And yet, the computing world would be better off if we could somehow break our backwards-dependency on x86 to something faster and more efficient.

Comment Re:Took them long enough... (Score 1) 934

That's exactly what they were doing. The Constitution specifically says that the definition of a militia would be provided by congress at a future date:

The Congress shall have Power ... To provide for organizing, arming, and disciplining, the Militia, and for governing such Part of them as may be employed in the Service of the United States, reserving to the States respectively, the Appointment of the Officers, and the Authority of training the Militia according to the discipline prescribed by Congress;

Comment Re:Peak Apple 2012 (Score 1) 79

Becuase revenue and profits should somehow matter on Slashdot. We're mostly techies here, not investors. Market share is a much better metric for things we're interested in.

When I see a company charging significantly more for a marginally better product, I think "price gouging" and "profiteering" not "exceptional company." but maybe that's just me.

Besides, even investors are worried that the ever-decreasing market share is eventually going to catch up to the high-margin pricing model eventually. Maybe that's in the next couple years (a common view, it seems), but I think it'll be a while yet.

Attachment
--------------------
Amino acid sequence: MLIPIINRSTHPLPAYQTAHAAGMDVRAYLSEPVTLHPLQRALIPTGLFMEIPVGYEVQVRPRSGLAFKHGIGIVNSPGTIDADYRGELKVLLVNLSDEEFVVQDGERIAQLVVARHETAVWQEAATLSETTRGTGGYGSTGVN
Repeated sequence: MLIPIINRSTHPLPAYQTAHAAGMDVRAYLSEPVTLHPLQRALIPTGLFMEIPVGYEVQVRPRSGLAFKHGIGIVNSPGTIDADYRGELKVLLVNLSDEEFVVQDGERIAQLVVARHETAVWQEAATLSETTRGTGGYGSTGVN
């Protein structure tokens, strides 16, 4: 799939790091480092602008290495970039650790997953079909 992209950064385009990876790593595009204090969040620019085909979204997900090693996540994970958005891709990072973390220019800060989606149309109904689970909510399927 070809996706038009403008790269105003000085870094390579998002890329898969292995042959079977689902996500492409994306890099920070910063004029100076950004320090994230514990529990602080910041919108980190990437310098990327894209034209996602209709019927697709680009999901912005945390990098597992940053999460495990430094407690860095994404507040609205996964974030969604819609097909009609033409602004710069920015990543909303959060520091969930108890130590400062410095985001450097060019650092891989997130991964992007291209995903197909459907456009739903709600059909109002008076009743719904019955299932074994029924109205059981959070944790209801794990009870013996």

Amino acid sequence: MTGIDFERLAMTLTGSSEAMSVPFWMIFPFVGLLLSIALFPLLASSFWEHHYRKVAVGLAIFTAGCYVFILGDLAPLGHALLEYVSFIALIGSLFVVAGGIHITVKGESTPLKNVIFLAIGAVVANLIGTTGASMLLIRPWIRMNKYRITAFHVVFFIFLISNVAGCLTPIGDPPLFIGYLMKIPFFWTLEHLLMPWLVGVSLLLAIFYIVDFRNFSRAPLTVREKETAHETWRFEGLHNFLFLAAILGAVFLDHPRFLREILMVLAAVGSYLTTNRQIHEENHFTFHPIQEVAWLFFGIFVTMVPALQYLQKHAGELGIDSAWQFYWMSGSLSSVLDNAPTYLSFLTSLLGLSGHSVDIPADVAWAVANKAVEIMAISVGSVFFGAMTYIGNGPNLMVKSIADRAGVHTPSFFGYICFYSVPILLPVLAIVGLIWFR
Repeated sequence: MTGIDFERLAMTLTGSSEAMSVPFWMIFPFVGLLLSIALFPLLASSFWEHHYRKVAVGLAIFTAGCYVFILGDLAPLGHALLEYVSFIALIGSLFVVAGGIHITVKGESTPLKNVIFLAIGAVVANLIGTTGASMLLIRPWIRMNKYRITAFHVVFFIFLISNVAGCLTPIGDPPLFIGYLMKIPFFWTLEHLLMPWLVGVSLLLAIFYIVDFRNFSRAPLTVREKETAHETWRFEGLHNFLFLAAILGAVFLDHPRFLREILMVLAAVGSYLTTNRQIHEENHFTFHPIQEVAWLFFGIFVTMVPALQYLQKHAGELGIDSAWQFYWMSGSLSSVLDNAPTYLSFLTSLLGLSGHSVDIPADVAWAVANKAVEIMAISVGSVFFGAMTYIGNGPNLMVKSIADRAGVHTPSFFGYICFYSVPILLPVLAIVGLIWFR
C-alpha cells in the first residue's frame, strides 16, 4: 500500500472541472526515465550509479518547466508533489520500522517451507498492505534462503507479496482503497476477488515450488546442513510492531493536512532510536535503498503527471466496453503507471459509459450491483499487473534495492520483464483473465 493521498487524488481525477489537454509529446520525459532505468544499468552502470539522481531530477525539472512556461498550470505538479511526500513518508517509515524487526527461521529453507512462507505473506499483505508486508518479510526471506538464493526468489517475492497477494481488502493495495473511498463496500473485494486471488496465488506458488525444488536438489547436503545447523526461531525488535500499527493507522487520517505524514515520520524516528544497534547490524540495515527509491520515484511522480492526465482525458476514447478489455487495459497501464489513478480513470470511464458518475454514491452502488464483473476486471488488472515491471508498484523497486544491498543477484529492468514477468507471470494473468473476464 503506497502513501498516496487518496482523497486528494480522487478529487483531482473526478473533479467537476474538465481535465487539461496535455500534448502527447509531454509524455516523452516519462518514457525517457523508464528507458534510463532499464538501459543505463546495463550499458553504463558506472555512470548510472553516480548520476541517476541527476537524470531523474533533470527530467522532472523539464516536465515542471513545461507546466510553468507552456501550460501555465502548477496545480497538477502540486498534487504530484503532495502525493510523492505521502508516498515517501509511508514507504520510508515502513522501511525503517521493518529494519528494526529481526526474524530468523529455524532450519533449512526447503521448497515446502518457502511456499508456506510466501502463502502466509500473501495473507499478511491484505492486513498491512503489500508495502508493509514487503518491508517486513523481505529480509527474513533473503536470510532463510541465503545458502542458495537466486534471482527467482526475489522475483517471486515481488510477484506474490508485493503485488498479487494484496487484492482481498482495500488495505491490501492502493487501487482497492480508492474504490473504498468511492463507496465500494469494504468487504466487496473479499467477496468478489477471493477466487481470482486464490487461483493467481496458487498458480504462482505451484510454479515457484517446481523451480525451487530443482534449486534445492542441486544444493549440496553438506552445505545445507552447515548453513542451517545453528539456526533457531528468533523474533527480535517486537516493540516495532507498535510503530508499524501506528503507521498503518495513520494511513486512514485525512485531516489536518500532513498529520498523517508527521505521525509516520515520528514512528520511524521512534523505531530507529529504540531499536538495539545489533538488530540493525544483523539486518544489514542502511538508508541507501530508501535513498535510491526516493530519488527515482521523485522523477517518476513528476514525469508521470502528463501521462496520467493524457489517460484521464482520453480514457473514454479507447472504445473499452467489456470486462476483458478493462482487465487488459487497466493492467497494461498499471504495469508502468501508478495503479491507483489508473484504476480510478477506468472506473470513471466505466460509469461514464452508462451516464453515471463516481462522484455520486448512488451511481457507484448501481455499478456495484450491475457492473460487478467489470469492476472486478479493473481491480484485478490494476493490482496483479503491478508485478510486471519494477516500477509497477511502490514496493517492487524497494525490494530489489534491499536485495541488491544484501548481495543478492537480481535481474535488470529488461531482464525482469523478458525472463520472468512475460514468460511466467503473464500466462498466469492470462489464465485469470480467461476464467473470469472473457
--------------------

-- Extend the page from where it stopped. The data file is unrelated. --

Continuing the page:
Comment Re:Why Bother? (Score 1) 152

2. Even more people live in places where the gradients or distances are enough to break out in a sweat when cycling. Which is fine if it's a simple work-out. But not good if you are using the bike for transport to somewhere where there isn't a shower at the other end. Battery assist can help you arrive smelling sweeter.

Sweat isn't smelly. It sounds a little odd, but an alternative is to take a shower before cycling. That gets you nice and clean so the bacteria don't get you smelly. Then, at your destination, just freshen up (towel down, deodorant, change clothes, and fix your helmet hair).

That said ... being sweaty isn't exactly pleasurable, so your overall point still applies.

Comment Re:How would it handle a large load? (Score 1) 499

Playing around with the HealthSherpa, it provides a quick and easy way to specify household size and income, and then updates the prices with the subsidy. Very, very easy. It's also very easy to list the ages and smoking status of people covered by the insurance, and again updates prices accordingly.

The biggest feature it's missing is a plan comparison. All it shows is the premium and coinsurance (in the form of plan type). Sometimes you can guess the copay or deductible from the plan name. Is that information public?

Comment Re:This (Score 1) 462

Yes, some people actually exercise outside. Cycling is a great form of exercise, and is much better when done during daylight hours.

Keeping DST, for me at least, means I can commute by bike more without messing with headlights, etc.